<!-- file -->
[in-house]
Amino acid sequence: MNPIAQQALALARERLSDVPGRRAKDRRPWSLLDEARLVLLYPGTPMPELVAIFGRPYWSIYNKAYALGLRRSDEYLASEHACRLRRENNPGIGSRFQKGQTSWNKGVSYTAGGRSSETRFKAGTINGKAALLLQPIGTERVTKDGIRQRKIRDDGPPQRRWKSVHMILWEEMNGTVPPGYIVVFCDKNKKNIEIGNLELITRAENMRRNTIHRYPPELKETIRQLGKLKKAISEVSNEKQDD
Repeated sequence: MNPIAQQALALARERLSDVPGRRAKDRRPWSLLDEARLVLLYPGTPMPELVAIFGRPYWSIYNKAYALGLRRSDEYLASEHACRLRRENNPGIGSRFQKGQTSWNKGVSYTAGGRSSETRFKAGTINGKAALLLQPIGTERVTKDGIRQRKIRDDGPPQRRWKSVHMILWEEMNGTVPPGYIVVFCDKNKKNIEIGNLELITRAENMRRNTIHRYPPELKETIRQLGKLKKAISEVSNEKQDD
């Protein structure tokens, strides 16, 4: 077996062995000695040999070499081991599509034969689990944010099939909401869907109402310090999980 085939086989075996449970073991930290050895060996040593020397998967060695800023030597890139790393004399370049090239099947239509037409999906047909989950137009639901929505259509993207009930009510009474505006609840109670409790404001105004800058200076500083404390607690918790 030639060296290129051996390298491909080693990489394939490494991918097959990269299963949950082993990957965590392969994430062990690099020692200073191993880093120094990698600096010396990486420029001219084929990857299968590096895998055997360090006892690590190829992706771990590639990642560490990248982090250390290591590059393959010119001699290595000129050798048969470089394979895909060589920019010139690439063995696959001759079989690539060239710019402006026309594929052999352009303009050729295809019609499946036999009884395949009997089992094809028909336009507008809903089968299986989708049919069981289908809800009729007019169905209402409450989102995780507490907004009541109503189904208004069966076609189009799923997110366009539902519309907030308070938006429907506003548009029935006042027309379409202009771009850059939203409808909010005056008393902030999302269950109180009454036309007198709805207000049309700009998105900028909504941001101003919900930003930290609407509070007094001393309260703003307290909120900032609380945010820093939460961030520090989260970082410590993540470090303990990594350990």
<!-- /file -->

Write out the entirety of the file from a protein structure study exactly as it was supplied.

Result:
[in-house]
Amino acid sequence: MNPIAQQALALARERLSDVPGRRAKDRRPWSLLDEARLVLLYPGTPMPELVAIFGRPYWSIYNKAYALGLRRSDEYLASEHACRLRRENNPGIGSRFQKGQTSWNKGVSYTAGGRSSETRFKAGTINGKAALLLQPIGTERVTKDGIRQRKIRDDGPPQRRWKSVHMILWEEMNGTVPPGYIVVFCDKNKKNIEIGNLELITRAENMRRNTIHRYPPELKETIRQLGKLKKAISEVSNEKQDD
Repeated sequence: MNPIAQQALALARERLSDVPGRRAKDRRPWSLLDEARLVLLYPGTPMPELVAIFGRPYWSIYNKAYALGLRRSDEYLASEHACRLRRENNPGIGSRFQKGQTSWNKGVSYTAGGRSSETRFKAGTINGKAALLLQPIGTERVTKDGIRQRKIRDDGPPQRRWKSVHMILWEEMNGTVPPGYIVVFCDKNKKNIEIGNLELITRAENMRRNTIHRYPPELKETIRQLGKLKKAISEVSNEKQDD
């Protein structure tokens, strides 16, 4: 077996062995000695040999070499081991599509034969689990944010099939909401869907109402310090999980 085939086989075996449970073991930290050895060996040593020397998967060695800023030597890139790393004399370049090239099947239509037409999906047909989950137009639901929505259509993207009930009510009474505006609840109670409790404001105004800058200076500083404390607690918790 030639060296290129051996390298491909080693990489394939490494991918097959990269299963949950082993990957965590392969994430062990690099020692200073191993880093120094990698600096010396990486420029001219084929990857299968590096895998055997360090006892690590190829992706771990590639990642560490990248982090250390290591590059393959010119001699290595000129050798048969470089394979895909060589920019010139690439063995696959001759079989690539060239710019402006026309594929052999352009303009050729295809019609499946036999009884395949009997089992094809028909336009507008809903089968299986989708049919069981289908809800009729007019169905209402409450989102995780507490907004009541109503189904208004069966076609189009799923997110366009539902519309907030308070938006429907506003548009029935006042027309379409202009771009850059939203409808909010005056008393902030999302269950109180009454036309007198709805207000049309700009998105900028909504941001101003919900930003930290609407509070007094001393309260703003307290909120900032609380945010820093939460961030520090989260970082410590993540470090303990990594350990």